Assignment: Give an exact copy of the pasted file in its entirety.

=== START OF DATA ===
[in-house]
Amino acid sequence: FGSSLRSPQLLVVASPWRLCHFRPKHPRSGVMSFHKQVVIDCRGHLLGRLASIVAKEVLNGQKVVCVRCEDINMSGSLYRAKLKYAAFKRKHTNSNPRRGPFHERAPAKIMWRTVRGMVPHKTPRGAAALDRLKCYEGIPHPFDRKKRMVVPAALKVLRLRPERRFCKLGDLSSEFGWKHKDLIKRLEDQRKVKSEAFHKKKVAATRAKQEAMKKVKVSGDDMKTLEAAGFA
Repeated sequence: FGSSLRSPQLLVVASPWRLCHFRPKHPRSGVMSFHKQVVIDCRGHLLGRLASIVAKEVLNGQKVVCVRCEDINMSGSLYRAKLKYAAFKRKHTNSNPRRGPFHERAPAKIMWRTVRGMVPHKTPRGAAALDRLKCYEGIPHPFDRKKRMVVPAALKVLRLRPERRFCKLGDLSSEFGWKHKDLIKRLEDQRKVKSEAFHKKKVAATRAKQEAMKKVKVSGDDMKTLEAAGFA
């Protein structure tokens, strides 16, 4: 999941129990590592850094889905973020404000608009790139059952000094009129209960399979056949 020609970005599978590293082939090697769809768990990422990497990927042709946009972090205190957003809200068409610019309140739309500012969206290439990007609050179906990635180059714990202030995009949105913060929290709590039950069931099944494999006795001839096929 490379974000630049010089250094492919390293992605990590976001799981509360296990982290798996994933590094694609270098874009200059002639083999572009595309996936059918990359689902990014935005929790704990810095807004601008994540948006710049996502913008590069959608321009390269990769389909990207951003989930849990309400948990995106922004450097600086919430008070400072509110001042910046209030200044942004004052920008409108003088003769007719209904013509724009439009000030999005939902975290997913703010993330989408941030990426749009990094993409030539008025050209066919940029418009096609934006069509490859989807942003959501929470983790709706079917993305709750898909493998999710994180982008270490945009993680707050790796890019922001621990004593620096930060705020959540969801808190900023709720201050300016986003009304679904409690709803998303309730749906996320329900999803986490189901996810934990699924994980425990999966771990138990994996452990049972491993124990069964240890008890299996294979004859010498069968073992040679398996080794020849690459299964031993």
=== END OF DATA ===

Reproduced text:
[in-house]
Amino acid sequence: FGSSLRSPQLLVVASPWRLCHFRPKHPRSGVMSFHKQVVIDCRGHLLGRLASIVAKEVLNGQKVVCVRCEDINMSGSLYRAKLKYAAFKRKHTNSNPRRGPFHERAPAKIMWRTVRGMVPHKTPRGAAALDRLKCYEGIPHPFDRKKRMVVPAALKVLRLRPERRFCKLGDLSSEFGWKHKDLIKRLEDQRKVKSEAFHKKKVAATRAKQEAMKKVKVSGDDMKTLEAAGFA
Repeated sequence: FGSSLRSPQLLVVASPWRLCHFRPKHPRSGVMSFHKQVVIDCRGHLLGRLASIVAKEVLNGQKVVCVRCEDINMSGSLYRAKLKYAAFKRKHTNSNPRRGPFHERAPAKIMWRTVRGMVPHKTPRGAAALDRLKCYEGIPHPFDRKKRMVVPAALKVLRLRPERRFCKLGDLSSEFGWKHKDLIKRLEDQRKVKSEAFHKKKVAATRAKQEAMKKVKVSGDDMKTLEAAGFA
């Protein structure tokens, strides 16, 4: 999941129990590592850094889905973020404000608009790139059952000094009129209960399979056949 020609970005599978590293082939090697769809768990990422990497990927042709946009972090205190957003809200068409610019309140739309500012969206290439990007609050179906990635180059714990202030995009949105913060929290709590039950069931099944494999006795001839096929 490379974000630049010089250094492919390293992605990590976001799981509360296990982290798996994933590094694609270098874009200059002639083999572009595309996936059918990359689902990014935005929790704990810095807004601008994540948006710049996502913008590069959608321009390269990769389909990207951003989930849990309400948990995106922004450097600086919430008070400072509110001042910046209030200044942004004052920008409108003088003769007719209904013509724009439009000030999005939902975290997913703010993330989408941030990426749009990094993409030539008025050209066919940029418009096609934006069509490859989807942003959501929470983790709706079917993305709750898909493998999710994180982008270490945009993680707050790796890019922001621990004593620096930060705020959540969801808190900023709720201050300016986003009304679904409690709803998303309730749906996320329900999803986490189901996810934990699924994980425990999966771990138990994996452990049972491993124990069964240890008890299996294979004859010498069968073992040679398996080794020849690459299964031993």